Research Article Open Access
Preparation of Sr-Doped Lafeo3 by Thermal Decomposition of Metal Organic Complex and their Gas-Sensing Properties
Nattamon Koonsaeng1*, Thammanoon Thaweechai1, Anurat Wisitsoraat2, Worawat Wattanathana3, Suttipong Wannapaiboon4, Siwaruk Chotiwan5, Chatchai Veranitisagul6 and Apirat Laobuthee3*
1Department of Chemistry, Faculty of Science, Kasetsart University, Chatuchak, Bangkok, 10900, Thailand
2Nanoelectronics and Micro-Electro-Mechanical Systems Laboratory, National Electronics and Computer Technology Center, Pathumthani, 12120, Thailand
3Department of Materials Engineering, Faculty of Engineering, Kasetsart University, Chatuchak, Bangkok, 10900, Thailand
4Synchrotron Light Research Institute,111 University Ave, PO box 93, Nakhon Ratchasima, 30000, Thailand
5Expert Centre of Innovative Materials, Thailand Institute of Scientific and Technological Research, Khlong Luang, Pathum Thani, 12120, Thailand
6Department of Material and Metallurgical Engineering, Faculty of Engineering, Rajamangala University of Technology Thanyaburi, Klong 6, Thanyaburi, Pathumthani, 12110, Thailand
*Corresponding author: Apirat Laobuthee, Department of Materials Engineering, Faculty of Engineering, Kasetsart University, Chatuchak, Bangkok,10900, Thailand, Tel: 66-2-797-0999; E-mail: @
Received: April 05, 2018; Accepted: April 16, 2018; Published: May 10, 2018
Citation: Koonsaeng N, Thaweechai, Wisitsoraat A, et al. (2018) Preparation of Sr-Doped Lafeo3 by Thermal Decomposition of Metal Organic Complex and their Gas-Sensing Properties. SOJ Mater Sci Eng 6(1): 1-9. DOI: http://dx.doi.org/10.15226/sojmse.2018.00153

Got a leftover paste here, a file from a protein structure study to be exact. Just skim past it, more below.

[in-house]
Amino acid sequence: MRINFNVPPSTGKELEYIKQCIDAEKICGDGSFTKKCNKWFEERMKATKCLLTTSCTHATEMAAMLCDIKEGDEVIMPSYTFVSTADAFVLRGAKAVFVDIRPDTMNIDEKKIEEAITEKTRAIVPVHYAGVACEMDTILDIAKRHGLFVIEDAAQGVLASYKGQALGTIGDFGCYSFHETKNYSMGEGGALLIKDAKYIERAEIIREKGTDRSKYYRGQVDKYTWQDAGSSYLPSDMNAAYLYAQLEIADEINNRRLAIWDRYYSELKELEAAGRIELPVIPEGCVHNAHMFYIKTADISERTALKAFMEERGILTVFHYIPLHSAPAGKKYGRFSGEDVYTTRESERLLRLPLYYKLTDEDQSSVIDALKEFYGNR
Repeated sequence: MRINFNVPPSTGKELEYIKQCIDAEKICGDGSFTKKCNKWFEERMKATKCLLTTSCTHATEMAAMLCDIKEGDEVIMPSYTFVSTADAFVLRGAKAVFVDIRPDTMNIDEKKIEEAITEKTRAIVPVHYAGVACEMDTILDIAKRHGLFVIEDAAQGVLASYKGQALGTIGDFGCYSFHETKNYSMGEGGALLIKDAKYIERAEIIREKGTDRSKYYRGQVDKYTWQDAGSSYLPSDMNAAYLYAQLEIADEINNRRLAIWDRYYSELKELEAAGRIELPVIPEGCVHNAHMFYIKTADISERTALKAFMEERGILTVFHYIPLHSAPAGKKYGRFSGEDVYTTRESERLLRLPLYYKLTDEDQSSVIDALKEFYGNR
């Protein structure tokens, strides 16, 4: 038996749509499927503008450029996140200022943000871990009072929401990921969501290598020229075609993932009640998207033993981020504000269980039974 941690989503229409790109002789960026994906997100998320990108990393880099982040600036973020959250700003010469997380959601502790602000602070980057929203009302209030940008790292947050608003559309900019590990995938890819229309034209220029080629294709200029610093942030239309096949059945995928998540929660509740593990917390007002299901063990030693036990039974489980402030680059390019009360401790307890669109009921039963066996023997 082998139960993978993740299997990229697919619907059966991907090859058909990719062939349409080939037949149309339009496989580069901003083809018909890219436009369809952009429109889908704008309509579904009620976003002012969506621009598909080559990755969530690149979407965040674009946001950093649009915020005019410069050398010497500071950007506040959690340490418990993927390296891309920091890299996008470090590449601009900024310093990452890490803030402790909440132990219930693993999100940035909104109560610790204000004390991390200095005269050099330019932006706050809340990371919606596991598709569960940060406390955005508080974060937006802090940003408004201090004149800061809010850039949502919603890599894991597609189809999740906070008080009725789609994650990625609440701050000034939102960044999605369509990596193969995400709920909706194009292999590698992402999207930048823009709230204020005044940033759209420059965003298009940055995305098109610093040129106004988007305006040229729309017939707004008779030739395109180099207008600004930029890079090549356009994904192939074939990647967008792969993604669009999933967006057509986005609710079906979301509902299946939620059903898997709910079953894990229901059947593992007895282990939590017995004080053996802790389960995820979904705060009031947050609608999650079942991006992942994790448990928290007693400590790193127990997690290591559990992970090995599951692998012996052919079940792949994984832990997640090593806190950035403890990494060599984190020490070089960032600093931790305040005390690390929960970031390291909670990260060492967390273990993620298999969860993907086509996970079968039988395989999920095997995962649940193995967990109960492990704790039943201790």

AbstractTop
Sr-doped LaFeO3 powders, named herein as La1-xSrxFeO3 (x represents the Sr-doping molar ratio with respect to La used at the starting point of the synthesis), were prepared by thermal decomposition of metal organic complexes. The obtained products show the characteristic orthorhombic structure of La1-xSrxFeO3 perovskite with grain sizes of ~2-5 μm. SEM imagesindicate that the growth of the grain is restrained with the increasing concentration of Sr (II) dopant and leads to the small particle size. The specific surface area of 8-12 m2/g was observed, and the variation of specific surface area is related to the different particle size. The sensitivity of La1- xSrxFeO3 films was tested for ethanol, acetone, methane and hydrogen at different concentrations and temperatures. The films were found to be selective and applicable for detecting ethanol gas. The highest response to 1000 ppm ethanol is ~31.8 at 350°C for the La0.5Sr0.5FeO3.

Keywords: LaFeO3; Ethanol sensing, gas sensor; Metal-organic complex; La1-xSrxFeO3 thick film;
Introduction